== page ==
They commended the global response to the Ukraine crisis as “inspiring” as an appeal helping those impacted by the Russian invasion of Ukraine reached more than £300 million.
They spoke to aid workers out on the ground in conflict zones and those recently returned from Ukraine and neighbouring countries.
The royal couple were told about the human impact of the war and how the appeal’s funds are helping support those most in need.
DEC charities and local partners are on the ground in Ukraine and in neighbouring countries where millions of refugees have fled.
They are helping to provide water, shelter and medical aid.
“We need less disasters in the world,” said William during the visit.
He told DEC staff who have been working round the clock for the past eight weeks: “Just hearing about the amount that has been raised in such a short period of time is extraordinary.”
Both the duke and duchess wore Ukraine flag badges on their lapels. Kate looked stylish in cropped black trousers, a cream blazer and black heels and William dressed in a navy suit.
The Cambridges were welcomed to the DEC’s new offices Thursday morning by DEC Chief Executive Saleh Saeed and director of communications Hannah Richards who first gave them a private briefing on how the appeal has been progressing.
The DEC is comprised of 15 leading UK charities including the British Red Cross, Action Against Hunger, Christian Aid, the International Rescue Committee UK and Save the Children UK.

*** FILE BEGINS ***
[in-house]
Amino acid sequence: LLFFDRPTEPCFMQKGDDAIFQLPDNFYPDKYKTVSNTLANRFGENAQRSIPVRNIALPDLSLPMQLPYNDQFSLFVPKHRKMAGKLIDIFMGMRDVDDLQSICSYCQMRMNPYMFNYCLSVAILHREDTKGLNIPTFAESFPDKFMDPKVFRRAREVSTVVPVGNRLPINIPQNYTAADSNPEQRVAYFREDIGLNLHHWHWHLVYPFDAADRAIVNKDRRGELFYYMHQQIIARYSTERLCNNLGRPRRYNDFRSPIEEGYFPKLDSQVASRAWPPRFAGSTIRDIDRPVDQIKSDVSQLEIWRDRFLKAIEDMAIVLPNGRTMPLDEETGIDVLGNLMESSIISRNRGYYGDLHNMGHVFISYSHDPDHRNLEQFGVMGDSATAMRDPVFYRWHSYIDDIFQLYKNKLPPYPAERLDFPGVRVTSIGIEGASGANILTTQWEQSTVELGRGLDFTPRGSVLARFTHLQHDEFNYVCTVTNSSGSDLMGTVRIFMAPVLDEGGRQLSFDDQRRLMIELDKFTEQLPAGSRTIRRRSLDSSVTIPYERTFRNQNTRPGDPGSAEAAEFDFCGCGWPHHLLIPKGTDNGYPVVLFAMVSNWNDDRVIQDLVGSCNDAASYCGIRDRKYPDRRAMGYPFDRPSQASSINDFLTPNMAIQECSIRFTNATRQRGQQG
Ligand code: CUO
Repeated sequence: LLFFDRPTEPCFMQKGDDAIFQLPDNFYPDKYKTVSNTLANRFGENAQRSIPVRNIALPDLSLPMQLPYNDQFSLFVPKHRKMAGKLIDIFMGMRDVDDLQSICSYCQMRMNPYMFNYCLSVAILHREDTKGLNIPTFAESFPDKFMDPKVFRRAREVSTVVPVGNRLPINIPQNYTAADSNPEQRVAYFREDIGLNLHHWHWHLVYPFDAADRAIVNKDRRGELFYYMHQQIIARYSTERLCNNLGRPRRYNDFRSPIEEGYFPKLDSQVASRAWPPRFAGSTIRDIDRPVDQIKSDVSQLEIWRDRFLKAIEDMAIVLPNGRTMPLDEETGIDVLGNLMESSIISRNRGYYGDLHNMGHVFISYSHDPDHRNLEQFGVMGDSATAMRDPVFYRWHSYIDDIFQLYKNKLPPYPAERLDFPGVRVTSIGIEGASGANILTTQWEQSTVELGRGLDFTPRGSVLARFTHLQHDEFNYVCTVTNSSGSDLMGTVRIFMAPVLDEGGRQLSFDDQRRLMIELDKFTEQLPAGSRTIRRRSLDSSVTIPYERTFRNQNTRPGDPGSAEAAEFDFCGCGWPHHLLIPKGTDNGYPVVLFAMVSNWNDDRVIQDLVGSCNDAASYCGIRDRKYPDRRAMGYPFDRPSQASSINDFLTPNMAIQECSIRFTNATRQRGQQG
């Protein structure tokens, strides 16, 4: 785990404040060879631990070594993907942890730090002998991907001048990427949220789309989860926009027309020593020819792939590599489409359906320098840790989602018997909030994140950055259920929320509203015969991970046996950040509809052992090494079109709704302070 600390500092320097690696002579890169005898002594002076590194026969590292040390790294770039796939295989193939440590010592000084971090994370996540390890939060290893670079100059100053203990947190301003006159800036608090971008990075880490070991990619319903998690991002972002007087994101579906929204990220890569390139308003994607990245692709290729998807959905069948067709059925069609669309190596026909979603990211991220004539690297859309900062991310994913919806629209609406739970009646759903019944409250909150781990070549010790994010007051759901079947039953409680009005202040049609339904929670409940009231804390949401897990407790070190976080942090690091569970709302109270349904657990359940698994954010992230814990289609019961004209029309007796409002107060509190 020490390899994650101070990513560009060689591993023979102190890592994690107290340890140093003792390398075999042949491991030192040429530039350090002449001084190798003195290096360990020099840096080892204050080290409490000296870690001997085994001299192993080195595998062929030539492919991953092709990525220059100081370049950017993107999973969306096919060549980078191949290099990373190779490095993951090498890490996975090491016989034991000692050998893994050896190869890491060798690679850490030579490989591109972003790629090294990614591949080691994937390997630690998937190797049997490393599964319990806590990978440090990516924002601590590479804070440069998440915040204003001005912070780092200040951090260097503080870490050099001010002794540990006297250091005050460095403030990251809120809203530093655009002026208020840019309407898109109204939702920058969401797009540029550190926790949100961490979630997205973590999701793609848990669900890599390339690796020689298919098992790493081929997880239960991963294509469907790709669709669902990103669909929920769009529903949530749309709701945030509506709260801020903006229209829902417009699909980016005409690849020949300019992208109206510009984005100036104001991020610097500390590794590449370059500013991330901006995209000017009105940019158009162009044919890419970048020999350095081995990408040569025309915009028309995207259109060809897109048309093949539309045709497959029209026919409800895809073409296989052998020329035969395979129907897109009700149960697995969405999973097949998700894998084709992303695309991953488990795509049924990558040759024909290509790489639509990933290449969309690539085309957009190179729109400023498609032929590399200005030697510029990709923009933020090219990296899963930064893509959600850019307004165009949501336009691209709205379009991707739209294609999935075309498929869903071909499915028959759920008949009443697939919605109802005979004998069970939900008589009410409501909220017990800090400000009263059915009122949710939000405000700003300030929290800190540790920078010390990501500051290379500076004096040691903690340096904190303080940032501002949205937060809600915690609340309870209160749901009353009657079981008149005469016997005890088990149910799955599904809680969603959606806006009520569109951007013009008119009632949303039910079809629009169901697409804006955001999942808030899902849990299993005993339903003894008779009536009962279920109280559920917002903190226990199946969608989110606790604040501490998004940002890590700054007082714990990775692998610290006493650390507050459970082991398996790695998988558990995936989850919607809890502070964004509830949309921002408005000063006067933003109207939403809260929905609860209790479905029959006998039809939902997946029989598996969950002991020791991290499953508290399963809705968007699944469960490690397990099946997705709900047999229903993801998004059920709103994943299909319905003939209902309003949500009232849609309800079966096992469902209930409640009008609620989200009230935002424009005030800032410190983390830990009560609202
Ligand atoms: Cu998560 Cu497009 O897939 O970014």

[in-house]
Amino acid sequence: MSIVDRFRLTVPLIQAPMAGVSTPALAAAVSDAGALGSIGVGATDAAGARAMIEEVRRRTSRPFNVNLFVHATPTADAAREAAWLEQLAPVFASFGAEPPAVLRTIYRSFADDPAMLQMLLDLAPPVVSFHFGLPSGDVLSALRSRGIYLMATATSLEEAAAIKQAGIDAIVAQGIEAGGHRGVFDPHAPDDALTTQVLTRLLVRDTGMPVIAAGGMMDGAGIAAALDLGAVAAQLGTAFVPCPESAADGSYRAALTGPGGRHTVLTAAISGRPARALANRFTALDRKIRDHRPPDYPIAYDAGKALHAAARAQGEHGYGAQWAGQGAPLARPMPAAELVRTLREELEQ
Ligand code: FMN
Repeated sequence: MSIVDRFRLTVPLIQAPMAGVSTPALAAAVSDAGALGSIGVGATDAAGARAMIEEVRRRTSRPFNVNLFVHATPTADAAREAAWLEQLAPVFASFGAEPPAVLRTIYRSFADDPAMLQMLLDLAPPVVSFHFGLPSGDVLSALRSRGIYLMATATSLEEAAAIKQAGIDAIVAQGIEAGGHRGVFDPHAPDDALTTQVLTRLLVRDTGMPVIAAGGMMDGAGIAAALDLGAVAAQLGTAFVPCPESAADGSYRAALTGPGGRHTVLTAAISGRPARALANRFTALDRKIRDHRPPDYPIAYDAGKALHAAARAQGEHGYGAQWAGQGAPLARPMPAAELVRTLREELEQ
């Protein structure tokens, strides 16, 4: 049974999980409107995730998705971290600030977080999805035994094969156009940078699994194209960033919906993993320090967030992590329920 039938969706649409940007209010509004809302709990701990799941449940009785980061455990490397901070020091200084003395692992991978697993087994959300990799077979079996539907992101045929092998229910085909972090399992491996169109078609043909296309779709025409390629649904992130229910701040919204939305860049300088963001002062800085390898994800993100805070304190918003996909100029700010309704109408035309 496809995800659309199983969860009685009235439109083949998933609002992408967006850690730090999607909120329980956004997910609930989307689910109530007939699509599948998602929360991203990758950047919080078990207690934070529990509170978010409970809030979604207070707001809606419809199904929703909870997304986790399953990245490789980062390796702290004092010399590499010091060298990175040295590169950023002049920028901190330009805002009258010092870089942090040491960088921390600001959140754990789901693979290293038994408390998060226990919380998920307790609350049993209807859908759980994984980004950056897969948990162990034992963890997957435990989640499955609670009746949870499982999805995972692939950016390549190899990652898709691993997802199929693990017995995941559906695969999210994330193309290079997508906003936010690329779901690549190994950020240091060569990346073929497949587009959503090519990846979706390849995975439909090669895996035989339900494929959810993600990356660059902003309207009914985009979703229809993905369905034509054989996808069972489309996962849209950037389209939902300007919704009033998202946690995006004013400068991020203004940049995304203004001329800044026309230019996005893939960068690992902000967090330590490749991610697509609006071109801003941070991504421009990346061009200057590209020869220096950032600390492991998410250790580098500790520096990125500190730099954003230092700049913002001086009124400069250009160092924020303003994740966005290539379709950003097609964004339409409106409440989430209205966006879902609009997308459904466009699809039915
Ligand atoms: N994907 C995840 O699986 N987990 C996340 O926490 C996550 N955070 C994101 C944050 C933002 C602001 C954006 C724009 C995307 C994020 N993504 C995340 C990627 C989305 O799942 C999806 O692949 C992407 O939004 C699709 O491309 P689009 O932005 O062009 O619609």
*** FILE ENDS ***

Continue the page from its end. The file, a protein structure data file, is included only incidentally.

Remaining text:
The couple then joined a video call with three aid workers.
They included emergency response lead for Hungarian Interchurch Aid Giuliano Stochino Weiss, one of Christian Aid’s partners Rachael Cummings, who is in Lviv, and International Federation Red Cross special representative to Ukraine Alexander Matheou who is currently in Vinnitsya.
William asked the group: “I just want to find out a little bit about what the scene is like, what the situation is like out there… What you’re seeing at the moment and where things are at on the ground?”
Giuliano told them: “I crossed into Ukraine on the third day of the conflict, it’s been really heartbreaking to see mothers and fathers and children, fathers saying goodbye to their children because they had to leave the country.
“Lviv used to be a safe city, that changed on Monday with the huge rocket attacks 4km away from the office, so it’s an ever-changing situation and I would say it’s getting worse.”
Rachael told them how she had been there for around three weeks, travelling between Lviv and Kyiv and travelling to Odessa too.
She said: “There is huge population displacement and Save the Children are deeply concerned about the children who are being affected by this crisis. The numbers are staggering, around three and a half million children are now refugees. It’s challenging for us to be able to support and scale up to that.